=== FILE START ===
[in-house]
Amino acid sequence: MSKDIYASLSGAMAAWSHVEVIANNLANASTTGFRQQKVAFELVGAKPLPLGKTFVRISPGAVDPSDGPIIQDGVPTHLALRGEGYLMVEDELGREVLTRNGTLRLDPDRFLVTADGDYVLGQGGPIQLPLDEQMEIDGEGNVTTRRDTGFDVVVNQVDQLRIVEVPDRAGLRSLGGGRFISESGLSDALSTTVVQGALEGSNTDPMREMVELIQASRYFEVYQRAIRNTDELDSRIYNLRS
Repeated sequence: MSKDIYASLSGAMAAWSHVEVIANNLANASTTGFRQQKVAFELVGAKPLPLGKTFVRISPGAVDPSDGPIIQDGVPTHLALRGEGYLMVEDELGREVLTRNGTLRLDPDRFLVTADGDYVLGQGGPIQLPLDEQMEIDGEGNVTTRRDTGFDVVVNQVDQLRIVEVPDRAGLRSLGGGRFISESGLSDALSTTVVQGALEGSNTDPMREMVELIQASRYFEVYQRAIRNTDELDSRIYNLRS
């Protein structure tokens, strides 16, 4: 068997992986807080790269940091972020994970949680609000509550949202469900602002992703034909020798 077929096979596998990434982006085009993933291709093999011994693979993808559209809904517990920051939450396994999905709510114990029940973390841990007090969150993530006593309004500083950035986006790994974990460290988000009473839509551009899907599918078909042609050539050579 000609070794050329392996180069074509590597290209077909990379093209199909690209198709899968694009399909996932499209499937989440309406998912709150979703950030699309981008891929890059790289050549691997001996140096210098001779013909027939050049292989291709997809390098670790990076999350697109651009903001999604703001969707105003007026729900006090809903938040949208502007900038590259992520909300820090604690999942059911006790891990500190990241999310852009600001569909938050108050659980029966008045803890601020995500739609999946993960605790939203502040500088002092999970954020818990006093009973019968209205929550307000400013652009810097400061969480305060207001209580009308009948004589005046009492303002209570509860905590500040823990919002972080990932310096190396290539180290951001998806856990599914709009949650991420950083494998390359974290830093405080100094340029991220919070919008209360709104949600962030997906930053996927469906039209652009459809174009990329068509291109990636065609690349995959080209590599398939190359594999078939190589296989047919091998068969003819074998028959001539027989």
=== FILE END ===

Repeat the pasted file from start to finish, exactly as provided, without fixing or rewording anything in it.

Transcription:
[in-house]
Amino acid sequence: MSKDIYASLSGAMAAWSHVEVIANNLANASTTGFRQQKVAFELVGAKPLPLGKTFVRISPGAVDPSDGPIIQDGVPTHLALRGEGYLMVEDELGREVLTRNGTLRLDPDRFLVTADGDYVLGQGGPIQLPLDEQMEIDGEGNVTTRRDTGFDVVVNQVDQLRIVEVPDRAGLRSLGGGRFISESGLSDALSTTVVQGALEGSNTDPMREMVELIQASRYFEVYQRAIRNTDELDSRIYNLRS
Repeated sequence: MSKDIYASLSGAMAAWSHVEVIANNLANASTTGFRQQKVAFELVGAKPLPLGKTFVRISPGAVDPSDGPIIQDGVPTHLALRGEGYLMVEDELGREVLTRNGTLRLDPDRFLVTADGDYVLGQGGPIQLPLDEQMEIDGEGNVTTRRDTGFDVVVNQVDQLRIVEVPDRAGLRSLGGGRFISESGLSDALSTTVVQGALEGSNTDPMREMVELIQASRYFEVYQRAIRNTDELDSRIYNLRS
């Protein structure tokens, strides 16, 4: 068997992986807080790269940091972020994970949680609000509550949202469900602002992703034909020798 077929096979596998990434982006085009993933291709093999011994693979993808559209809904517990920051939450396994999905709510114990029940973390841990007090969150993530006593309004500083950035986006790994974990460290988000009473839509551009899907599918078909042609050539050579 000609070794050329392996180069074509590597290209077909990379093209199909690209198709899968694009399909996932499209499937989440309406998912709150979703950030699309981008891929890059790289050549691997001996140096210098001779013909027939050049292989291709997809390098670790990076999350697109651009903001999604703001969707105003007026729900006090809903938040949208502007900038590259992520909300820090604690999942059911006790891990500190990241999310852009600001569909938050108050659980029966008045803890601020995500739609999946993960605790939203502040500088002092999970954020818990006093009973019968209205929550307000400013652009810097400061969480305060207001209580009308009948004589005046009492303002209570509860905590500040823990919002972080990932310096190396290539180290951001998806856990599914709009949650991420950083494998390359974290830093405080100094340029991220919070919008209360709104949600962030997906930053996927469906039209652009459809174009990329068509291109990636065609690349995959080209590599398939190359594999078939190589296989047919091998068969003819074998028959001539027989």